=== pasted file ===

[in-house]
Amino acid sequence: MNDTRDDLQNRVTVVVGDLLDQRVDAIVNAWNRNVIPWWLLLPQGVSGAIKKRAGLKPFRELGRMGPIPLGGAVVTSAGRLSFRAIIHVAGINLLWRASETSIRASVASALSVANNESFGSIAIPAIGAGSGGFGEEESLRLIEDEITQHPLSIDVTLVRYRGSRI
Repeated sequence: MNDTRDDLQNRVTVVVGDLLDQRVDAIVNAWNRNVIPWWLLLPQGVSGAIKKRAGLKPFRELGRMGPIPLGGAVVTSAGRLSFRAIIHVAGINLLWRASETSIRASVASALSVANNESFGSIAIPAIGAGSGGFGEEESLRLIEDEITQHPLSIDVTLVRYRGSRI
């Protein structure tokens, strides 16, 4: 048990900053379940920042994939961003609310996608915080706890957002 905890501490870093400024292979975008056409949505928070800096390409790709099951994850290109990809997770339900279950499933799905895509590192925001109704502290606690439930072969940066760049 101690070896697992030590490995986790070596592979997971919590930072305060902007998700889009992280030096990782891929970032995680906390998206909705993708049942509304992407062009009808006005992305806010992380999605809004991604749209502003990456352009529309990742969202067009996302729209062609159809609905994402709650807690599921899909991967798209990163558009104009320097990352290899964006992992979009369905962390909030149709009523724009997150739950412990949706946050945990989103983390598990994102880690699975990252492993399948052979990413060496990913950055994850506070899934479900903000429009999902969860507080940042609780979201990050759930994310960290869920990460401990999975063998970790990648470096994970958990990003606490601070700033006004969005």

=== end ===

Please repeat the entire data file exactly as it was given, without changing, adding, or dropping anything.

[in-house]
Amino acid sequence: MNDTRDDLQNRVTVVVGDLLDQRVDAIVNAWNRNVIPWWLLLPQGVSGAIKKRAGLKPFRELGRMGPIPLGGAVVTSAGRLSFRAIIHVAGINLLWRASETSIRASVASALSVANNESFGSIAIPAIGAGSGGFGEEESLRLIEDEITQHPLSIDVTLVRYRGSRI
Repeated sequence: MNDTRDDLQNRVTVVVGDLLDQRVDAIVNAWNRNVIPWWLLLPQGVSGAIKKRAGLKPFRELGRMGPIPLGGAVVTSAGRLSFRAIIHVAGINLLWRASETSIRASVASALSVANNESFGSIAIPAIGAGSGGFGEEESLRLIEDEITQHPLSIDVTLVRYRGSRI
């Protein structure tokens, strides 16, 4: 048990900053379940920042994939961003609310996608915080706890957002 905890501490870093400024292979975008056409949505928070800096390409790709099951994850290109990809997770339900279950499933799905895509590192925001109704502290606690439930072969940066760049 101690070896697992030590490995986790070596592979997971919590930072305060902007998700889009992280030096990782891929970032995680906390998206909705993708049942509304992407062009009808006005992305806010992380999605809004991604749209502003990456352009529309990742969202067009996302729209062609159809609905994402709650807690599921899909991967798209990163558009104009320097990352290899964006992992979009369905962390909030149709009523724009997150739950412990949706946050945990989103983390598990994102880690699975990252492993399948052979990413060496990913950055994850506070899934479900903000429009999902969860507080940042609780979201990050759930994310960290869920990460401990999975063998970790990648470096994970958990990003606490601070700033006004969005």